While the nursery rhyme has the laudable goal of getting kids to eat more fruit, it doesn't really work. Apples have vitamin C and fiber, but they are far from containing all the nutrients people need to stay healthy. The best diet you could have is one that consistently gives you a well-rounded group of nutrients. One that uses a lot of vegetables, whole grains, and healthy fats is probably ideal.

MYTH: You can catch a cold just by being cold
It makes some kind of intuitive and linguistic sense—if you're cold and uncomfortable, your health will suffer and you'll catch a cold. But that's not quite how it works. In reality, viruses that cause people to catch colds predominate in North America during the winter. Furthermore, people tend to stay indoors when it's cold and in close quarters, enabling viruses to spread more easily. Low indoor humidity, which happens when the heater is on, is also conducive to the flu. So it isn't so much the cold causing colds. It's the cold weather creating conditions where colds spread.

MYTH: You'll get cancer if you stand too close to the microwave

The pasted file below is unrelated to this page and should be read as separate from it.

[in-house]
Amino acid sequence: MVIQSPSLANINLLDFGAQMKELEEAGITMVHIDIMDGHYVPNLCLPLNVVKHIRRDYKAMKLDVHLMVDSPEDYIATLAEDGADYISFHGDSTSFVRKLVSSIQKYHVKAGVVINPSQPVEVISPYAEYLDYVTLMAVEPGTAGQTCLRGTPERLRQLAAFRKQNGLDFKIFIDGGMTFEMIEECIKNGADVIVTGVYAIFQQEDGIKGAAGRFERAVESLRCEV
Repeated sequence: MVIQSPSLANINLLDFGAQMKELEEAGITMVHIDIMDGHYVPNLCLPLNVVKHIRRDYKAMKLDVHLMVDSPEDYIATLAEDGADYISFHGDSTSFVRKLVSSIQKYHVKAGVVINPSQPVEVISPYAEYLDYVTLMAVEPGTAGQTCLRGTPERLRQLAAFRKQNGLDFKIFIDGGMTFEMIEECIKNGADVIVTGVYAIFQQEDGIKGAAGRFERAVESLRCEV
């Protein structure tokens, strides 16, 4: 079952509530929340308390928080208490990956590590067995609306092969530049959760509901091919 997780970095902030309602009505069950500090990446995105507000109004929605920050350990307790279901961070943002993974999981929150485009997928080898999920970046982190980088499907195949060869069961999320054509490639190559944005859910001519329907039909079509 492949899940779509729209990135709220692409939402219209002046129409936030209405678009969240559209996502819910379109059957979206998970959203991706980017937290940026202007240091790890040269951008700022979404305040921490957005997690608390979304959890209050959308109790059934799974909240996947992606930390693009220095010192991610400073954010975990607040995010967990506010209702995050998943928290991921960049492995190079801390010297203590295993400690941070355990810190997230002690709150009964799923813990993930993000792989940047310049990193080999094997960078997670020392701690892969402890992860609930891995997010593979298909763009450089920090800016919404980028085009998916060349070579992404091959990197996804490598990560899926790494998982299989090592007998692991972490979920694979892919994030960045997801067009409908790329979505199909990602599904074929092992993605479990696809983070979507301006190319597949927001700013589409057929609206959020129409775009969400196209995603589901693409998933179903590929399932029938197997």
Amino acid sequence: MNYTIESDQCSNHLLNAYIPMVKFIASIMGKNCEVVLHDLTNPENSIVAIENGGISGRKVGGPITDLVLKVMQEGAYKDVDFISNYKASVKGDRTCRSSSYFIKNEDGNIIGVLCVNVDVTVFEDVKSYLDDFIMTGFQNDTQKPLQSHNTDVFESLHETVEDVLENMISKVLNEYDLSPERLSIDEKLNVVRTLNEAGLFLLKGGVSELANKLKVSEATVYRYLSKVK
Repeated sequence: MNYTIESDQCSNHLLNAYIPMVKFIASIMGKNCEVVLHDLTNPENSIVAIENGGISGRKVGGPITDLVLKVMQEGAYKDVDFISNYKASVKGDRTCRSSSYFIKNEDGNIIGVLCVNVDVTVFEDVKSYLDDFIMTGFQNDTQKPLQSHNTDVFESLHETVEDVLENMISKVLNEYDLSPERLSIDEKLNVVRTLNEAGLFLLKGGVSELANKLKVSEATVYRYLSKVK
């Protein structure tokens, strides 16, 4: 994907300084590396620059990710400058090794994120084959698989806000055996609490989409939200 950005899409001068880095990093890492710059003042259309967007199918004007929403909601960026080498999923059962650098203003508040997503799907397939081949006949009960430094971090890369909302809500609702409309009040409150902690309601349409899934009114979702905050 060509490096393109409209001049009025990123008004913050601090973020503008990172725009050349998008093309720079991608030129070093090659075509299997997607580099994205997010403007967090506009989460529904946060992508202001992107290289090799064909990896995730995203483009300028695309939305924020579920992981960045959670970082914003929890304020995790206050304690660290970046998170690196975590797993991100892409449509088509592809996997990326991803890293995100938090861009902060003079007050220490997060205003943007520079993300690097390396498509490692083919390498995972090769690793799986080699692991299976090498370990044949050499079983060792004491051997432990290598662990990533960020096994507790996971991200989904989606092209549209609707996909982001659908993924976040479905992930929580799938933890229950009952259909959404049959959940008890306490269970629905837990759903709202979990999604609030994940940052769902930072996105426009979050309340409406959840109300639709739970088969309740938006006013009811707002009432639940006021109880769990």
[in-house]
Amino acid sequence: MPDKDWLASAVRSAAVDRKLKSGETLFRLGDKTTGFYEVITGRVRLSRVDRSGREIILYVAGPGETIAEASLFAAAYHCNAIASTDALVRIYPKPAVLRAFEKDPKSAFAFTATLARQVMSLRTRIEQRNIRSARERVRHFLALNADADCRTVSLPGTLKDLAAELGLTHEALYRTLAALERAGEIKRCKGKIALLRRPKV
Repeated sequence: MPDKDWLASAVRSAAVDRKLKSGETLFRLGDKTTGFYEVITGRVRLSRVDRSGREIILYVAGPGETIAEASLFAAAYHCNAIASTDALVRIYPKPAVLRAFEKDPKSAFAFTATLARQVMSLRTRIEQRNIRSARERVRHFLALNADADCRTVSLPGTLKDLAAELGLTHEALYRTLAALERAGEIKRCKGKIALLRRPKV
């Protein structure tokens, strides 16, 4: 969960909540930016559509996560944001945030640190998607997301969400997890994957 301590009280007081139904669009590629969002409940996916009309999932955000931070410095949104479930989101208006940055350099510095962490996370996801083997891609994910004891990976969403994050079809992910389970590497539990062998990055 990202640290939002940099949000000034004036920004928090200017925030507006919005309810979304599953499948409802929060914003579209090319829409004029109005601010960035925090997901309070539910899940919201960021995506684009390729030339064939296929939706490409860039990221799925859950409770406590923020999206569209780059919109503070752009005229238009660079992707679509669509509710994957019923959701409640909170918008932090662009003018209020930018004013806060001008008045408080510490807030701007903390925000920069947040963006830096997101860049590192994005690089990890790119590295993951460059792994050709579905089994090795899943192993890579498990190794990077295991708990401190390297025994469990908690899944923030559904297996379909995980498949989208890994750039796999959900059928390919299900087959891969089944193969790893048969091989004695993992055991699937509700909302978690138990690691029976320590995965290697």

You might have been taught as a child that you shouldn't stand in front of the microwave because of potential effects on your health. This is mainly due to concerns over radiation exposure. Radiation exists on a spectrum, and the radio frequency radiation used by the kitchen appliance is low-energy which is not harmful. According to the American Cancer Society, the energy emitted by microwave ovens is contained within the device and if used correctly "there is no evidence that they pose a health risk to people."

MYTH: If you shave your facial hair, it'll grow back thicker
A biologist who has studied hair for more than 30 years said that has not proven to be true. A razor cleanly cuts the hair, which results in blunt ends. Once the hair grows back, it might feel thicker because of the bluntness.

MYTH: If you eat plenty of carrots, you'll have great eyesight
The exact origin of this myth isn't clear, but it's believed that it became a widespread idea during World War II. When the British issued citywide blackouts in their attempt to defeat the German air forces, one UK soldier, John Cunningham successfully shot down planes. From there, the country started spreading posters and other propaganda that credited carrots as the reason for his exceptional night vision. This was believed to be a myth spread by the government to hide the knowledge of radar from the Germans. The bottom line is that although carrots are high in Vitamin A, you won't have magically superior eyesight or night vision.